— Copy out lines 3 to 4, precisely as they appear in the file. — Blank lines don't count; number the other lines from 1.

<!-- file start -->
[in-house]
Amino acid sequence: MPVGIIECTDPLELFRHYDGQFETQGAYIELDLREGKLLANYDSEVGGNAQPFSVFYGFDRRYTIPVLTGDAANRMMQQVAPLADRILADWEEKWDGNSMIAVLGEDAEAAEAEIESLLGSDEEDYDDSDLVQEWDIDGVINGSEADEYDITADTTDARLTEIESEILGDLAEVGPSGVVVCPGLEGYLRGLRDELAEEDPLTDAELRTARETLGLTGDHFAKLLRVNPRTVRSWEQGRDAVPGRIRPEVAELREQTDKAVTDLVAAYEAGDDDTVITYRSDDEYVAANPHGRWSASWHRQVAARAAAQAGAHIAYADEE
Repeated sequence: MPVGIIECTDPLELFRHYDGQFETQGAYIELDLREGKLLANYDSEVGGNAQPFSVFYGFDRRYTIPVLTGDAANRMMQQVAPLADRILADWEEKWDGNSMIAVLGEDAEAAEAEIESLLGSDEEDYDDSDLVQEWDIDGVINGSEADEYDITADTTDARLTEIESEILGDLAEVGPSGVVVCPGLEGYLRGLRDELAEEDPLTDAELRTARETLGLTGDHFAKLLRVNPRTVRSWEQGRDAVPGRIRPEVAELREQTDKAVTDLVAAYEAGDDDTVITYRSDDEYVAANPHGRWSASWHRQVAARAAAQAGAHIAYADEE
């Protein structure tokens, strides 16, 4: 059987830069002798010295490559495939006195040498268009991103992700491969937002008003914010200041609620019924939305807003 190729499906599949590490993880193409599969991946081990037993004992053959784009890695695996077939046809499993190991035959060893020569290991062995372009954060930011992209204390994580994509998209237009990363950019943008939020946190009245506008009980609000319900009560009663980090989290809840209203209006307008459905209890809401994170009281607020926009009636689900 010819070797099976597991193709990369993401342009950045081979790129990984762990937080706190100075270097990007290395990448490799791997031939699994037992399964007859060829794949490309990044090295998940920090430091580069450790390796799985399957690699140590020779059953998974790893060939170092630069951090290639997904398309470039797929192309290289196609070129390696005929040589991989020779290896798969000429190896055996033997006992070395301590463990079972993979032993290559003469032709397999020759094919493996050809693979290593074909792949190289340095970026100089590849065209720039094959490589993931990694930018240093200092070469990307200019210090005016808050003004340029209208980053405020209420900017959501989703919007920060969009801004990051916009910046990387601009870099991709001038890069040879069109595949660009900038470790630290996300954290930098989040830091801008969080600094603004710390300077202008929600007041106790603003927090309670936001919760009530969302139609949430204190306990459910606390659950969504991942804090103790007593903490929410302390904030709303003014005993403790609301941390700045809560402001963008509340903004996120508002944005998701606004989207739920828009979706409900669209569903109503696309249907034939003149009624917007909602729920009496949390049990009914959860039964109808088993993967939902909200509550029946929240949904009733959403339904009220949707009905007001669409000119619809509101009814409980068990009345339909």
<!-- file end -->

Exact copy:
Repeated sequence: MPVGIIECTDPLELFRHYDGQFETQGAYIELDLREGKLLANYDSEVGGNAQPFSVFYGFDRRYTIPVLTGDAANRMMQQVAPLADRILADWEEKWDGNSMIAVLGEDAEAAEAEIESLLGSDEEDYDDSDLVQEWDIDGVINGSEADEYDITADTTDARLTEIESEILGDLAEVGPSGVVVCPGLEGYLRGLRDELAEEDPLTDAELRTARETLGLTGDHFAKLLRVNPRTVRSWEQGRDAVPGRIRPEVAELREQTDKAVTDLVAAYEAGDDDTVITYRSDDEYVAANPHGRWSASWHRQVAARAAAQAGAHIAYADEE
């Protein structure tokens, strides 16, 4: 059987830069002798010295490559495939006195040498268009991103992700491969937002008003914010200041609620019924939305807003 190729499906599949590490993880193409599969991946081990037993004992053959784009890695695996077939046809499993190991035959060893020569290991062995372009954060930011992209204390994580994509998209237009990363950019943008939020946190009245506008009980609000319900009560009663980090989290809840209203209006307008459905209890809401994170009281607020926009009636689900 010819070797099976597991193709990369993401342009950045081979790129990984762990937080706190100075270097990007290395990448490799791997031939699994037992399964007859060829794949490309990044090295998940920090430091580069450790390796799985399957690699140590020779059953998974790893060939170092630069951090290639997904398309470039797929192309290289196609070129390696005929040589991989020779290896798969000429190896055996033997006992070395301590463990079972993979032993290559003469032709397999020759094919493996050809693979290593074909792949190289340095970026100089590849065209720039094959490589993931990694930018240093200092070469990307200019210090005016808050003004340029209208980053405020209420900017959501989703919007920060969009801004990051916009910046990387601009870099991709001038890069040879069109595949660009900038470790630290996300954290930098989040830091801008969080600094603004710390300077202008929600007041106790603003927090309670936001919760009530969302139609949430204190306990459910606390659950969504991942804090103790007593903490929410302390904030709303003014005993403790609301941390700045809560402001963008509340903004996120508002944005998701606004989207739920828009979706409900669209569903109503696309249907034939003149009624917007909602729920009496949390049990009914959860039964109808088993993967939902909200509550029946929240949904009733959403339904009220949707009905007001669409000119619809509101009814409980068990009345339909």